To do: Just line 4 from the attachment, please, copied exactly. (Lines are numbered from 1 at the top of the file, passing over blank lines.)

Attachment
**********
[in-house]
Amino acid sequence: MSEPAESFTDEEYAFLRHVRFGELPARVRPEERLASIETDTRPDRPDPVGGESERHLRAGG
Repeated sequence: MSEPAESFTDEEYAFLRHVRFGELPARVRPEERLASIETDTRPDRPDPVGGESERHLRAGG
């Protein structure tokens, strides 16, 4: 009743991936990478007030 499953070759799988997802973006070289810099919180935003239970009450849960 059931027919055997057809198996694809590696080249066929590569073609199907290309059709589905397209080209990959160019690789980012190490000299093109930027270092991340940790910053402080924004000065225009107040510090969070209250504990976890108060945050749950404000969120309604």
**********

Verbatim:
């Protein structure tokens, strides 16, 4: 009743991936990478007030 499953070759799988997802973006070289810099919180935003239970009450849960 059931027919055997057809198996694809590696080249066929590569073609199907290309059709589905397209080209990959160019690789980012190490000299093109930027270092991340940790910053402080924004000065225009107040510090969070209250504990976890108060945050749950404000969120309604």